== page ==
Standardized really isn’t the problem. The issue is using as a (poor) proxy for quality. How can we have better accountability systems? asks https://t.co/Jxw6Y7B9rF

Sigh: Alum Rock school district cuts all to balance budget | | Not our district, but nearby

Interesting analogy from | What Can Learn from about Differentiating Instruction

STEM

Tuesday Spin Off: Books that illustrate the of | | , +

© 2019 by Jennifer Robinson of Jen Robinson's Book Page. All rights reserved. You can also follow me @JensBookPage.


Literacy Milestone: Making a Crossword Puzzle

LiteracyMilestoneAThe other day my daughter decided, for reasons that aren't completely clear to me, to make her own crossword puzzle. She started by coming up with a list of words, all related to trees. Then she formed them into a connected grid (each word connected to one other word by one letter, nothing too complex). I pointed out one spelling error that necessitated a correction to the grid, and she had to start over again, but she was enjoying the process, so that was no problem.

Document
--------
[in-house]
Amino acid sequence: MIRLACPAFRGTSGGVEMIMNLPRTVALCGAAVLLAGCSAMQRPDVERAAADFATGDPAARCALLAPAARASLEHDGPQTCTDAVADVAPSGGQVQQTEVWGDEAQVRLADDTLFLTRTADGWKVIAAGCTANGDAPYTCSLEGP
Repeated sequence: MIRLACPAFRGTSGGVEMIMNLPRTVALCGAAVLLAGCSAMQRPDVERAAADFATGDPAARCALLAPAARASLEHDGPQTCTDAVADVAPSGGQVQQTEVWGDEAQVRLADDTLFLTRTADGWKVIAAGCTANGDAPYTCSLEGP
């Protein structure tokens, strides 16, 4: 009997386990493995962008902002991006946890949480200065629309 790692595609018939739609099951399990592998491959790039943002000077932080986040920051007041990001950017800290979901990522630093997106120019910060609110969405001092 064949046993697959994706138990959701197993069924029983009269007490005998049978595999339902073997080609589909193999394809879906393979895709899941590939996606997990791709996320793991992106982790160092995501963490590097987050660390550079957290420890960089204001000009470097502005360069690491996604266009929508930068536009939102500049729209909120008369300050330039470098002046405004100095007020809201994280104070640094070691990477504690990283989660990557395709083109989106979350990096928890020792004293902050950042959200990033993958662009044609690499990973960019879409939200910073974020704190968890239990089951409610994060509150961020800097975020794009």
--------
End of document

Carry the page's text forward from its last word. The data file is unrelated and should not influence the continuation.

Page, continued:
She erased the words from the final grid, leaving the list of words to be filled in. She thought that she was done, but I pointed out that to make it a true crossword puzzle she needed to next convert the words into clues. Which she did, with a little bit of help from me. (I'm not sure she knew much about, say, a birch tree.)

She then make a clean copy, which she could duplicate using our printer/copier. She presented a copy to her friend for his birthday, and made him do the puzzle (with some help) before opening the rest of his present.  My husband also got a copy to work on, of course. The image of the puzzle is shown below (click to enlarge). 

TreeCrossword

What I loved about this project was that it wasn't based on any kind of assignment. It was just something that seemed fun to do. And in the process she learned a bit more about crossword puzzles. I'm guessing she will also remember how to spell "cedar" in the future (though this has admittedly limited applicability in her day to day life).